A disposable tear glucose biosensor - Part 4: Preliminary animal model study assessing efficacy, safety, and feasibility

Jeffrey LaBelle, Erica Engelschall, Kenneth Lan, Pankti Shah, Neil Saez, Stephanie Maxwell, Teagan Adamson, Michelle Abou-Eid, Kenyon McAferty, Dharmendra R. Patel, Curtiss B. Cook

Research output: Contribution to journalArticle

7 Citations (Scopus)

Abstract

Objective: A prototype tear glucose (TG) sensor was tested in New Zealand white rabbits to assess eye irritation, blood glucose (BG) and TG lag time, and correlation with BG. Methods: A total of 4 animals were used. Eye irritation was monitored by Lissamine green dye and analyzed using image analysis software. Lag time was correlated with an oral glucose load while recording TG and BG readings. Correlation between TG and BG were plotted against one another to form a correlation diagram, using a Yellow Springs Instrument (YSI) and self-monitoring of blood glucose as the reference measurements. Finally, TG levels were calculated using analytically derived expressions. Results: From repeated testing carried over the course of 12 months, little to no eye irritation was detected. TG fluctuations over time visually appeared to trace the same pattern as BG with an average lag times of 13 minutes. TG levels calculated from the device current measurements ranged from 4 to 20 mg/dL and correlated linearly with BG levels of 75-160 mg/dL (TG = 0.1723 BG = 7.9448 mg/dL; R2 = .7544). Conclusion: The first steps were taken toward preliminary development of a sensor for self-monitoring of tear glucose (SMTG). No conjunctival irritation in any of the animals was noted. Lag time between TG and BG was found to be noticeable, but a quantitative modeling to correlate lag time in this study is unnecessary. Measured currents from the sensors and the calculated TG showed promising correlation to BG levels. Previous analytical bench marking showed BG and TG levels consistent with other literature.

Original languageEnglish (US)
Pages (from-to)109-116
Number of pages8
JournalJournal of diabetes science and technology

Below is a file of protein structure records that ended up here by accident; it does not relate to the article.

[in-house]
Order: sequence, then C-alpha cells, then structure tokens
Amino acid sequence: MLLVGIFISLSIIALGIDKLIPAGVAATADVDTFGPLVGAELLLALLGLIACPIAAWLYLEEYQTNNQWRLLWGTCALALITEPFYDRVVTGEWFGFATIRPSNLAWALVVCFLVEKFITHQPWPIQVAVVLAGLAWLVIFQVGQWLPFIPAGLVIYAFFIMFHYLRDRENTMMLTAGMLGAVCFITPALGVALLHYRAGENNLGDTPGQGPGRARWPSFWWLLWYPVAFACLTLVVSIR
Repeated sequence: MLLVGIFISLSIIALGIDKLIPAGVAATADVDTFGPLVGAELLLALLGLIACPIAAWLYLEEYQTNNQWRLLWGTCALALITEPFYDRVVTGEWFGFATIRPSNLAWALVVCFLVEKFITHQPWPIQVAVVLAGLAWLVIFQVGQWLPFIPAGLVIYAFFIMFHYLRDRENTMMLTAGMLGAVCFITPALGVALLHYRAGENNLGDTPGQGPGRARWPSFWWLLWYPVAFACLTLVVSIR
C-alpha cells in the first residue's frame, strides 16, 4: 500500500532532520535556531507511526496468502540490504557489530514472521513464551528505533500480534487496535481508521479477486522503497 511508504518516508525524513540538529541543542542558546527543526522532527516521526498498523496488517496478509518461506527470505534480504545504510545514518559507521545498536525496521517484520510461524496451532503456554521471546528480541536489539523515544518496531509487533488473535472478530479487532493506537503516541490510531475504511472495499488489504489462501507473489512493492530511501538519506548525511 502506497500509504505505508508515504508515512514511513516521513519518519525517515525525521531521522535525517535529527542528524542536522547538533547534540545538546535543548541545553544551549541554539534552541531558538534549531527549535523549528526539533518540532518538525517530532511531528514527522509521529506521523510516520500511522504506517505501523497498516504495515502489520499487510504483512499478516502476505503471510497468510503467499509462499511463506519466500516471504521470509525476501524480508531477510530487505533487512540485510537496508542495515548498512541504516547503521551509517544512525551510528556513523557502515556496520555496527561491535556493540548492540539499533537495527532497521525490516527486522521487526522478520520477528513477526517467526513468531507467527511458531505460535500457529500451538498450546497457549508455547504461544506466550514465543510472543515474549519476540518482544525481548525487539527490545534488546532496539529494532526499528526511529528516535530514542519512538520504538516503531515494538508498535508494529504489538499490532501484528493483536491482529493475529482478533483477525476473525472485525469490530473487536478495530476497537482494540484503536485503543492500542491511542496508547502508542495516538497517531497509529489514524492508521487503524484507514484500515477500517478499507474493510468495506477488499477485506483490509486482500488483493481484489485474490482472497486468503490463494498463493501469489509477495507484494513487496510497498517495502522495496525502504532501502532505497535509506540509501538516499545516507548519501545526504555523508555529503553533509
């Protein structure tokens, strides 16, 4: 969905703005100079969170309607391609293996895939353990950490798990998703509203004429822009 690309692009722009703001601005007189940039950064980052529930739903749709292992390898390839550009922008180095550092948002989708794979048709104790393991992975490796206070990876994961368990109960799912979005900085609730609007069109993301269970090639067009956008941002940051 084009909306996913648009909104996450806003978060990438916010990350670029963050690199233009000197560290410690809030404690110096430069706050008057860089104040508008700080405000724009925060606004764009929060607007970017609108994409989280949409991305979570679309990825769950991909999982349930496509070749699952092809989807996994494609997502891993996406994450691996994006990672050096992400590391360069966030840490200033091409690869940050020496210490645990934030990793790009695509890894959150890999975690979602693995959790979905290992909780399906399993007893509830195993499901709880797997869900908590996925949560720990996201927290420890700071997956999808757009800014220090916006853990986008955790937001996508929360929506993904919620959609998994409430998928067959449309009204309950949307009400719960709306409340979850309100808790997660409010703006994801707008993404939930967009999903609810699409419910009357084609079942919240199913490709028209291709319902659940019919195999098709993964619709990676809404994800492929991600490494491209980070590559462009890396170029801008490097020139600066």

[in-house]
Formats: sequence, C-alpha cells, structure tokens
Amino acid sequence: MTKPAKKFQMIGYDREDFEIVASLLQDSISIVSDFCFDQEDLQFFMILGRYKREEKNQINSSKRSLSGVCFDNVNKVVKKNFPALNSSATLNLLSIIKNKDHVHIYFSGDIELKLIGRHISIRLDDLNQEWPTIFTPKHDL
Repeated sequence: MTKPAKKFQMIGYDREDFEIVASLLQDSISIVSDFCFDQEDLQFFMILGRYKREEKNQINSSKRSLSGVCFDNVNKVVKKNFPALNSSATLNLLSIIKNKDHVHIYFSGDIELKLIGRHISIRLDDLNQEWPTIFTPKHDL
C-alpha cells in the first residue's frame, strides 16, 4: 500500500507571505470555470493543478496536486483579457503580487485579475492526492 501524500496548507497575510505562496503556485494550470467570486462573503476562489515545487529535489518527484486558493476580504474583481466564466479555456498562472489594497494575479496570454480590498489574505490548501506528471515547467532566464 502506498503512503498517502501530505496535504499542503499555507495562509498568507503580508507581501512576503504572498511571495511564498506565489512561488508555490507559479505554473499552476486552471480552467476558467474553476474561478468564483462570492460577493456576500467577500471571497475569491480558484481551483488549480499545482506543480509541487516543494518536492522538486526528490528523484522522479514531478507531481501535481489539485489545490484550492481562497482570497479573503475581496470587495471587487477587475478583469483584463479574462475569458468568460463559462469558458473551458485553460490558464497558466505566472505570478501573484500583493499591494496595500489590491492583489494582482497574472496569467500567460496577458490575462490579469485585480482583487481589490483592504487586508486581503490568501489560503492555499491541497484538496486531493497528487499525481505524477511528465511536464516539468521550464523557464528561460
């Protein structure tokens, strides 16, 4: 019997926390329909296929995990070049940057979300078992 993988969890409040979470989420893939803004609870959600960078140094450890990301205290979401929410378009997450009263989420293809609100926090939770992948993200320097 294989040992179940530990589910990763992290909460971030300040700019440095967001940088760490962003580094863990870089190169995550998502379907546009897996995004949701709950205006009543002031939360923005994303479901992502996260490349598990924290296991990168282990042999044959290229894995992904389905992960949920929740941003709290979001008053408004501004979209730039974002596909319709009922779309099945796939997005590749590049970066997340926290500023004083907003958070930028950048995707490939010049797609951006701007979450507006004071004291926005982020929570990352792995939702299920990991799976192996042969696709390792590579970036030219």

Volume8
Issue number1
DOIs
StatePublished - 2014

Fingerprint

Biosensing Techniques
Tears
Biosensors
Glucose
Blood Glucose
Animals
Animal Models
Safety
Blood
Lissamine Green Dyes
Glucose sensors
Blood Glucose Self-Monitoring
Monitoring
Sensors
Electric current measurement
Image analysis
Reading
Software

Keywords

  • Biosensor
  • Diabetes mellitus, tear glucose monitoring, power analysis, sample size determination

ASJC Scopus subject areas

  • Endocrinology, Diabetes and Metabolism
  • Internal Medicine
  • Bioengineering
  • Biomedical Engineering

Cite this

A disposable tear glucose biosensor - Part 4 : Preliminary animal model study assessing efficacy, safety, and feasibility. / LaBelle, Jeffrey; Engelschall, Erica; Lan, Kenneth; Shah, Pankti; Saez, Neil; Maxwell, Stephanie; Adamson, Teagan; Abou-Eid, Michelle; McAferty, Kenyon; Patel, Dharmendra R.; Cook, Curtiss B.

In: Journal of diabetes science and technology, Vol. 8, No. 1, 2014, p. 109-116.

Research output: Contribution to journalArticle

LaBelle, J, Engelschall, E, Lan, K, Shah, P, Saez, N, Maxwell, S, Adamson, T, Abou-Eid, M, McAferty, K, Patel, DR & Cook, CB 2014, 'A disposable tear glucose biosensor - Part 4: Preliminary animal model study assessing efficacy, safety, and feasibility', Journal of diabetes science and technology, vol. 8, no. 1, pp. 109-116. https://doi.org/10.1177/1932296813511741
LaBelle, Jeffrey ; Engelschall, Erica ; Lan, Kenneth ; Shah, Pankti ; Saez, Neil ; Maxwell, Stephanie ; Adamson, Teagan ; Abou-Eid, Michelle ; McAferty, Kenyon ; Patel, Dharmendra R. ; Cook, Curtiss B. / A disposable tear glucose biosensor - Part 4 : Preliminary animal model study assessing efficacy, safety, and feasibility. In: Journal of diabetes science and technology. 2014 ; Vol. 8, No. 1. pp. 109-116.
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AU - Maxwell, Stephanie

AU - Adamson, Teagan

AU - Abou-Eid, Michelle

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AB - Objective: A prototype tear glucose (TG) sensor was tested in New Zealand white rabbits to assess eye irritation, blood glucose (BG) and TG lag time, and correlation with BG. Methods: A total of 4 animals were used. Eye irritation was monitored by Lissamine green dye and analyzed using image analysis software. Lag time was correlated with an oral glucose load while recording TG and BG readings. Correlation between TG and BG were plotted against one another to form a correlation diagram, using a Yellow Springs Instrument (YSI) and self-monitoring of blood glucose as the reference measurements. Finally, TG levels were calculated using analytically derived expressions. Results: From repeated testing carried over the course of 12 months, little to no eye irritation was detected. TG fluctuations over time visually appeared to trace the same pattern as BG with an average lag times of 13 minutes. TG levels calculated from the device current measurements ranged from 4 to 20 mg/dL and correlated linearly with BG levels of 75-160 mg/dL (TG = 0.1723 BG = 7.9448 mg/dL; R2 = .7544). Conclusion: The first steps were taken toward preliminary development of a sensor for self-monitoring of tear glucose (SMTG). No conjunctival irritation in any of the animals was noted. Lag time between TG and BG was found to be noticeable, but a quantitative modeling to correlate lag time in this study is unnecessary. Measured currents from the sensors and the calculated TG showed promising correlation to BG levels. Previous analytical bench marking showed BG and TG levels consistent with other literature.

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